Thursday, May 19, 2011

Missing the Point of a Movie While Searching for It

A little over a year ago, I saw a wonderful little film called Fantastic Mr. Fox.  I thought it was entertaining, creative, funny and smart.  Not everyone I know felt this way.  I was surprised when someone asked "What was the point?"  What was the point?  It was a simple question that might have been looking for too simple of an answer.  I thought being entertaining, creative, funny and smart was the point although there are some real answers to that question.  Does every movie have to have some sort of moral or message and should that message always be easily identifiable?  Once we've wrapped our heads around it, we can leave secure that the movie had a point and our time wasn't wasted.  Does the search for a point lead us to deeper movies or simpler ones?  I worry that often for many, the search for a point can cause them to miss the point or miss having a deeper thought process because they were too busy looking for the movie to give them a simpler one.

Oftentimes the search for a point or meaning in a movie leads people to like worse movies.  A movie can be terrible throughout, but as long as a character monologue at the end explicitly states the Hallmark card moral of the story, people go out with a sense that they watched something worthwhile.  The seal of "meaning" has been placed on the entire proceedings.  With something like that, so naively and transparently preachy, why don't I skip the movie and buy the fortune cookie?  If two hours can be collapsed into a one sentence moral to the story or naive maxim, then what was the point?  None of the pieces have individual meaning or value, they are all superfluity geared towards one shallow idea.  There's a reason that the story of the tortoise and the hare can be told in thirty seconds.  No one should take two hours of story to say that "slow and steady wins the race."  Even Christ kept his parables short, and they are filled with much richer meaning than a Hollywood movie.  Granted, many famous movies have some sort of "master theme," but they are not just that theme.

Sometimes great art is ambiguous.  It doesn't tell us exactly what to think, but sets us on a meaningful thought process.  It is less overtly ideological.  Vittorio DeSica made the film The Bicycle Thief to show what life was like on the streets of Rome.  It has a number of random vignettes of everyday life in postwar Italy built around the story of a poor man in search of his stolen bike.  These don't culminate in some exact theme or idea, but it is an opportunity to look at reality as a viewer as opposed to one living through it.  You could find numerous "points" in this or you could find none.  The teaching element in this is to look at reality as a third party.  A meaningful movie should inspire a meaningful thought process by putting something meaningful in front of us, thus leaving room for complex reflection, not merely giving us a trite message.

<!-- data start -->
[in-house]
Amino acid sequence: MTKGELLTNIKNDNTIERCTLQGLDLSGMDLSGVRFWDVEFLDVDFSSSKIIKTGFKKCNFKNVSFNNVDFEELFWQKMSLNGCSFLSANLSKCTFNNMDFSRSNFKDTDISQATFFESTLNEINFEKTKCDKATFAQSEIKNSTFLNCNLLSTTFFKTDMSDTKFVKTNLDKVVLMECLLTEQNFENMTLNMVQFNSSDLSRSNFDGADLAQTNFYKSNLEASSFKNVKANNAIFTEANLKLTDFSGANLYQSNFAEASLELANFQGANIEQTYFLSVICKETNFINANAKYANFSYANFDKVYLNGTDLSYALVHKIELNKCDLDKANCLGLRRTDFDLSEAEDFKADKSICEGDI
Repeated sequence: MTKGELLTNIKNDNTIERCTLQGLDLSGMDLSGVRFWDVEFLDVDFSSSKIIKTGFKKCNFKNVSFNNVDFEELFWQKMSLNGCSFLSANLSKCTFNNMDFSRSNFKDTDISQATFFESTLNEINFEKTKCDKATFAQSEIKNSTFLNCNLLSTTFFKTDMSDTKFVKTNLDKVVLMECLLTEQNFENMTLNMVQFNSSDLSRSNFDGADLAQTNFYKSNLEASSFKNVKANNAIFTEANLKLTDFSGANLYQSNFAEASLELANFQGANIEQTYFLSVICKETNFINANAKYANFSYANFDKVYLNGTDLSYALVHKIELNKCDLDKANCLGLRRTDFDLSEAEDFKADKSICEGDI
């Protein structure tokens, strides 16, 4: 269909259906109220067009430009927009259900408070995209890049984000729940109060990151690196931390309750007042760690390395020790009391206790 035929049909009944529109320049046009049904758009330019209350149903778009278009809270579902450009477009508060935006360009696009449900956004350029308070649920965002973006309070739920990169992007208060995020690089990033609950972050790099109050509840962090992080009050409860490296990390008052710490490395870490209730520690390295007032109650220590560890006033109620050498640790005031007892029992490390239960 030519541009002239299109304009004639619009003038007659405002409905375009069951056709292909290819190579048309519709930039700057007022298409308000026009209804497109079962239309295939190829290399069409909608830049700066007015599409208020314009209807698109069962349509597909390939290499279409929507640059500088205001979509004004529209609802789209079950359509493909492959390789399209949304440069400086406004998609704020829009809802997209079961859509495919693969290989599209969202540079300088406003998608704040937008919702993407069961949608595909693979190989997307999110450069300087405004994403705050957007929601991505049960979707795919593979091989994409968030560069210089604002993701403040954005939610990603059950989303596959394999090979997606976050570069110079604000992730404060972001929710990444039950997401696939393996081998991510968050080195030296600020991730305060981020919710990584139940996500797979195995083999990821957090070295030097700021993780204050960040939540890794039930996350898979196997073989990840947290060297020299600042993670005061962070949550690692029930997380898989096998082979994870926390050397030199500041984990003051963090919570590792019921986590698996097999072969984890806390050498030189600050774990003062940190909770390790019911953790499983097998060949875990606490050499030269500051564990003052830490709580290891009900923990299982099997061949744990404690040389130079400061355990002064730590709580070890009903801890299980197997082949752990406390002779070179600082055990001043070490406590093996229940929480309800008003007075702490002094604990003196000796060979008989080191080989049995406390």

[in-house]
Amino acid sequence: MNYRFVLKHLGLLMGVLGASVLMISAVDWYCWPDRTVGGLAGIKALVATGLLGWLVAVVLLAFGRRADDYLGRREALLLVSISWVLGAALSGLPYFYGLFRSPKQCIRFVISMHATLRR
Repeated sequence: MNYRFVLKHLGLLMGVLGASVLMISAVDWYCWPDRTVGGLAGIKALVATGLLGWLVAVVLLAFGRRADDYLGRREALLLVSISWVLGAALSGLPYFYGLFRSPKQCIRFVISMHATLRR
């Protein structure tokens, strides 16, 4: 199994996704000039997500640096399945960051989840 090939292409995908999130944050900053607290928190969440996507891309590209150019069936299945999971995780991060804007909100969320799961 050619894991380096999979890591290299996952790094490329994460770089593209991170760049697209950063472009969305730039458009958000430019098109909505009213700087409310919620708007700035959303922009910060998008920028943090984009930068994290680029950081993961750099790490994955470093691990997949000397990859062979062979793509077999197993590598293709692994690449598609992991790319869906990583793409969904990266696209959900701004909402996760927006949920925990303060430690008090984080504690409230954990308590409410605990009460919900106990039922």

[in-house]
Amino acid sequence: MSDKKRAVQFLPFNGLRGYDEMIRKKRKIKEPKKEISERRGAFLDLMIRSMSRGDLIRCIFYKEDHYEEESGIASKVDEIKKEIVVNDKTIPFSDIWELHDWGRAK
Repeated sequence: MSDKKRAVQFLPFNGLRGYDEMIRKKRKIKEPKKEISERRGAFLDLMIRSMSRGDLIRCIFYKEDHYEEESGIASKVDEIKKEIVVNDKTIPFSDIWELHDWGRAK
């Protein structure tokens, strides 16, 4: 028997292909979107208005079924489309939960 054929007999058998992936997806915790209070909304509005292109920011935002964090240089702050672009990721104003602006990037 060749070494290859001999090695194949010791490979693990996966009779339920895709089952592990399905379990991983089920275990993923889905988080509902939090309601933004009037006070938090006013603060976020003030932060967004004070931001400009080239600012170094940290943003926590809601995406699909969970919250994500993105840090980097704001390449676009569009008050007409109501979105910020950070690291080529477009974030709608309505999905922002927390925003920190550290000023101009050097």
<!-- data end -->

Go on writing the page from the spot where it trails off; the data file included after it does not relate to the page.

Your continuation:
Lastly, art is an expression of something intangible and inexpressible.  What is the point of classical music?  What is the meaning of Bach?  Classical music has no message and no content.  It has no meaning and no "point."  It is just the beauty of form.  Would we invalidate classical music because it is inexpressible and doesn't tell us something?  Does a piece of socially conscious modern music outweigh the greatest classical pieces in value?  Can't a movie engage us on the level of sheer beauty and form?  Can't a movie elevate our soul, even without words.  Is that not its own reward or do we also need a "point"?

We have to be careful as viewers not to allow our search for a perceived point to lead us to the need for quick, easy answers.  Great art seldom is this simplistic, but it should elevate our mind or soul in some fashion.  A movie should not go out of its way to show how "meaningful" it is to the viewer.

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